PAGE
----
A COVID-19 test gives a positive result in an infected person with a probability of 0.9 and a negative result in an uninfected person with a probability of 0.8. What is the probability that a person is not infected if two consecutive tests give a negative result.

I think you probably need the population infection rate. Otherwise, both whole population infected or nobody currently infected would both allow a double negative result of test, but the probability of non-infection would be 0 in the first case and 1 in the second.

So, you need some other piece of information.

So, you need some other piece of information.

Yeah, I agree with @lastchance, you would need to know what % of the population are actually infected.

Perhaps, the question was misphrased, and they meant to ask the probability of being tested negative twice and not being infected at the same time. Which would be 0.8*0.8. But that's a meaningless number, it doesn't tell you what your probability of being infected (or not) is.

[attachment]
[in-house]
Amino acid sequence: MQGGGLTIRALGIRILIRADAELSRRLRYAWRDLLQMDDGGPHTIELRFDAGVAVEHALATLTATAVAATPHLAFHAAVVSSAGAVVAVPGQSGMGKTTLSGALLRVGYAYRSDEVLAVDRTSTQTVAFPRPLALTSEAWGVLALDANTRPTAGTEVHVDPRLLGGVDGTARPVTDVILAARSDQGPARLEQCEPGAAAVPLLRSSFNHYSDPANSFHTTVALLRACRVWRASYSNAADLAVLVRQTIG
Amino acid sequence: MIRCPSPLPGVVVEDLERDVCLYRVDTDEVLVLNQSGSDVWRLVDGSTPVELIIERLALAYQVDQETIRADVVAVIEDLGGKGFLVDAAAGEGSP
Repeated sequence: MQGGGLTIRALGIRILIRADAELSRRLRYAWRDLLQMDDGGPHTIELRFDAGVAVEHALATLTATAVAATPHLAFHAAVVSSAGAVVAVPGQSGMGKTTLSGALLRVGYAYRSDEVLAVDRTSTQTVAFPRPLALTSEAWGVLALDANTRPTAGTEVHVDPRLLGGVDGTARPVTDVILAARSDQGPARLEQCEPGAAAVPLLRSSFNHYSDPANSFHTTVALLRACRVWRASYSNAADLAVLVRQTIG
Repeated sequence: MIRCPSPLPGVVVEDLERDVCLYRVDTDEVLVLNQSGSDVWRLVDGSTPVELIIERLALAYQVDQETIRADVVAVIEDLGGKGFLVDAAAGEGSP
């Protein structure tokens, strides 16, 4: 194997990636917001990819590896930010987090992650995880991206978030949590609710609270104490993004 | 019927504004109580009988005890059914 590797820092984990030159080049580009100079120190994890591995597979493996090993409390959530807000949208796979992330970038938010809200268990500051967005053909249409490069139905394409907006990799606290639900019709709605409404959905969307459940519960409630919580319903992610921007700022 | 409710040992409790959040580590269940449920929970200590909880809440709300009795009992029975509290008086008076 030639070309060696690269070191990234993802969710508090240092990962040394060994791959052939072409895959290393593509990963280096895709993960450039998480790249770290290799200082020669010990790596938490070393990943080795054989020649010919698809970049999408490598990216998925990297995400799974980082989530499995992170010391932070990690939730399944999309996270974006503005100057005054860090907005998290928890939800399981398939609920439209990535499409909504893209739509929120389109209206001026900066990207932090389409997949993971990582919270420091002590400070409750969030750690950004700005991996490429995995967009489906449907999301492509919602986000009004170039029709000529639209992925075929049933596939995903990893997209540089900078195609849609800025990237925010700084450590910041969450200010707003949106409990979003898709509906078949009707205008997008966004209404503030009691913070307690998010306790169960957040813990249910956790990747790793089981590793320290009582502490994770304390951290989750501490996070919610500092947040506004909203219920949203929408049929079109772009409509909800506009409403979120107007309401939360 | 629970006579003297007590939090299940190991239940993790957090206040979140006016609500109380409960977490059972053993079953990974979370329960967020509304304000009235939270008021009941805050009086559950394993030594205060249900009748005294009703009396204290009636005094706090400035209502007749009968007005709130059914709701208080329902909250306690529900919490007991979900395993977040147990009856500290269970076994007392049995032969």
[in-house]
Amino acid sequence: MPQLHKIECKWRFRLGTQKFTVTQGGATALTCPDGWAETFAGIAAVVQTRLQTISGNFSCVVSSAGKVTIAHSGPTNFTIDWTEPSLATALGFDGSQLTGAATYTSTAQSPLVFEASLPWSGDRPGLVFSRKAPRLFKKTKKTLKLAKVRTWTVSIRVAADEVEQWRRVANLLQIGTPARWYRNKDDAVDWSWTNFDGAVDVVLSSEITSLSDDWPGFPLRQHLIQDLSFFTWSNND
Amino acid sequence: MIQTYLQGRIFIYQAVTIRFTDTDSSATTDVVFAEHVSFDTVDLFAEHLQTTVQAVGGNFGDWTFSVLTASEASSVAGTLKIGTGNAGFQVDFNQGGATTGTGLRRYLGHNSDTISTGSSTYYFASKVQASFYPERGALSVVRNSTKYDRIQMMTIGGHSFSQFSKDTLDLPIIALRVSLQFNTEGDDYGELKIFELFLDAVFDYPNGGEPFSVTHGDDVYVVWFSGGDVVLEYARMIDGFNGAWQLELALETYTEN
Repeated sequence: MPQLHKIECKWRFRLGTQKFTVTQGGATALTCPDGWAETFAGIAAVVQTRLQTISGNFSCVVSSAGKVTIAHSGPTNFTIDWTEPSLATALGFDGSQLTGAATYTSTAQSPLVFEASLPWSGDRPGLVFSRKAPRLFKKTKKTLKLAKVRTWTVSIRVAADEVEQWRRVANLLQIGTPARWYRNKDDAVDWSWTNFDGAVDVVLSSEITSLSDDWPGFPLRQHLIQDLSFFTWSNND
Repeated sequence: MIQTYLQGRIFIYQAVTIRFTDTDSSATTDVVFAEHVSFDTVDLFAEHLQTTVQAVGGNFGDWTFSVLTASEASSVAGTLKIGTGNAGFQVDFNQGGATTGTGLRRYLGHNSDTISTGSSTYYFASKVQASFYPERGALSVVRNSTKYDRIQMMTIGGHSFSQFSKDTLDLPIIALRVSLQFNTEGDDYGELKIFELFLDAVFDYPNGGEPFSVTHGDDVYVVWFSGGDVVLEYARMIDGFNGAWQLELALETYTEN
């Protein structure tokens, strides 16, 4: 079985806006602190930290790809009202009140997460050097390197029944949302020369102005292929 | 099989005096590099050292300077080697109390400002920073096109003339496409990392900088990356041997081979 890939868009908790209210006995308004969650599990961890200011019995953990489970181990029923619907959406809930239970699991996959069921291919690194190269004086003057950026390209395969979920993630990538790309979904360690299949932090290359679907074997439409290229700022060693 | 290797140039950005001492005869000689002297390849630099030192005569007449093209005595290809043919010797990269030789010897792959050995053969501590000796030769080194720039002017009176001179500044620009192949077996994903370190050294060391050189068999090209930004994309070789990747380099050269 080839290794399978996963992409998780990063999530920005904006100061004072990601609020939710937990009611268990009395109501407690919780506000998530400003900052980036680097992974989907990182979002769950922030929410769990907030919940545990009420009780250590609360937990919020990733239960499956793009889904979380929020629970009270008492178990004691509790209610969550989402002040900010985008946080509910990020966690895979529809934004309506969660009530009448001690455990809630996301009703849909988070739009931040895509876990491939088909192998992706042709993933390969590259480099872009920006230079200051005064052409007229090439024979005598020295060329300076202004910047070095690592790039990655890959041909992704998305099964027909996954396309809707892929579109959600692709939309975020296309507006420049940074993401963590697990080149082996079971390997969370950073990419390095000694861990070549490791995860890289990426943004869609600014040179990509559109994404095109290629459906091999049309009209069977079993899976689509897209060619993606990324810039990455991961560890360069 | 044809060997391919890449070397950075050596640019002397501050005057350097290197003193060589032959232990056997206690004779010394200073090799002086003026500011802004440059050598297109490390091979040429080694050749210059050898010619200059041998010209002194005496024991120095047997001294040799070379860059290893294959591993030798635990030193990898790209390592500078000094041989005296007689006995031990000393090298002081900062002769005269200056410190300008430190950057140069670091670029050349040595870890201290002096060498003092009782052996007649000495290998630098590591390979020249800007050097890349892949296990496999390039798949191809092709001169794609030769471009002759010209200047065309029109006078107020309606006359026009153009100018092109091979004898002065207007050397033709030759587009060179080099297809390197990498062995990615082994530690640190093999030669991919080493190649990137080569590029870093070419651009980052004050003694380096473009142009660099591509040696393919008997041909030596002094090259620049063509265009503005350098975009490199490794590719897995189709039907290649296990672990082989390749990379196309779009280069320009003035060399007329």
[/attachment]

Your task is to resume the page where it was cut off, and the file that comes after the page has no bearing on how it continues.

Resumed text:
So I think they must have missed part of the data.

Perhaps, the question was misphrased, and they meant to ask the probability of being tested negative twice and not being infected at the same time. Which would be 0.8*0.8. But that's a meaningless number, it doesn't tell you what your probability of being infected (or not) is.

So I think they must have missed part of the data.

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